Going green: Pertamina’s vision for hydrogen production in Indonesia

Indonesian Pertamina, American Chevron and Singaporean Keppel have signed a joint study agreement to explore the development of selected green hydrogen and green ammonia projects using renewable energy, located mainly on the island of Sumatra , in Indonesia.

The JSA intends to assess the feasibility of developing a green hydrogen facility, with a production capacity of at least 40,000 tons per year, powered by 250 to 400 megawatts of geothermal energy in the initial phase. The hydrogen production facility could have the potential to scale up to 80,000 to 160,000 tpa, depending on the availability of geothermal energy as well as market demand.

Dannif Danusaputro, Managing Director of Pertamina Power & New Renewable Energy, said, “The development of green hydrogen and green ammonia plays an important role in Indonesia’s net zero emissions roadmap. And with its potential, we believe that Indonesia will also play a key role in the production of green hydrogen in Asia. We are very happy with this strategic collaboration because we know that Keppel and Chevron are reputable companies and have the same vision as us when it comes to energy transition.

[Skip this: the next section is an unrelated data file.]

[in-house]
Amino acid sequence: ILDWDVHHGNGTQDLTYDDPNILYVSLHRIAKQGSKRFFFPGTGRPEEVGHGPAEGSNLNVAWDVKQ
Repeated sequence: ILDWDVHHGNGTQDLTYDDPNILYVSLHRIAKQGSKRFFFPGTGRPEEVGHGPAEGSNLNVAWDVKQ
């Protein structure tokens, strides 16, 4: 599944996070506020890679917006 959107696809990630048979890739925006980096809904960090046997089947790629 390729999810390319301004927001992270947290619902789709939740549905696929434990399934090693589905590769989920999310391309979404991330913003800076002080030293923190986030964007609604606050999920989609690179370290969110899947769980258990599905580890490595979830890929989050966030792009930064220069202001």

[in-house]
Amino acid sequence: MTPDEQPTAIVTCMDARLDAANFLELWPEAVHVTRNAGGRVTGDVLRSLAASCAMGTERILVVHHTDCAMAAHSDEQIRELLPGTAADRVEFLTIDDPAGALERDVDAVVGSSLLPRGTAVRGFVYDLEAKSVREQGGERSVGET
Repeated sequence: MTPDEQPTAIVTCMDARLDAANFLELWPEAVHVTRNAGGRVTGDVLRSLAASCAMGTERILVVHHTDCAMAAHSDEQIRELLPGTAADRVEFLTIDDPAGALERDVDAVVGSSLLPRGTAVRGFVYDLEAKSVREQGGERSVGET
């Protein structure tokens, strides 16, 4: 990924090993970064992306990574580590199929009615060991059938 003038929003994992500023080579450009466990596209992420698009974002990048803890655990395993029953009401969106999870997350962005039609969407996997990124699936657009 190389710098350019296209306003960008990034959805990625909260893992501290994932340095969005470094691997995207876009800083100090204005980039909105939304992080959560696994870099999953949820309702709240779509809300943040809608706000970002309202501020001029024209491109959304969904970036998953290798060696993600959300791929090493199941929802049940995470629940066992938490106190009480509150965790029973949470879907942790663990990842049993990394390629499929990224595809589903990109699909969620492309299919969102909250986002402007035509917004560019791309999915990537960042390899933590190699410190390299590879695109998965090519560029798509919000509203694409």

Indonesia accounts for about 40% of the world’s geothermal resources, providing opportunities to use geothermal energy as a reliable and stable source of energy to produce green ammonia or hydrogen.

Vast resources, enormous potential

“Indonesia is a country with vast resources and enormous potential for renewable and low-carbon energy. We are pleased to partner with industry leaders, Pertamina and Chevron, to explore first-of-its-kind use of geothermal and other renewable energy to develop green hydrogen and green ammonia projects and support Indonesia’s energy transition efforts, as well as catalyze investments in green energy. supply chain in the regions,” said Cindy Lim, Managing Director of Keppel Infrastructure.

According to a report by the International Energy Agency, Indonesia – the world’s fourth most populous country – has a viable path to reaching its goal of net zero emissions by 2060. Hydrogen and ammonia should be important low-carbon fuels under this roadmap. Ammonia can also be used to transport hydrogen and potentially be used to replace bunker fuels as a low carbon solution in the global marine industry.

The JSA aims to build on the complementary strengths of Pertamina – the Indonesian national energy company; Keppel Infrastructure, which has expertise in the development and operation of large-scale energy and environmental infrastructure projects; and US supermajor Chevron.

The agreement was signed on Friday at the Business 20 (B20) Investment Forum co-hosted with the B20 Summit in Bali, Indonesia. B20 is an official G20 engagement group representing the global business community.

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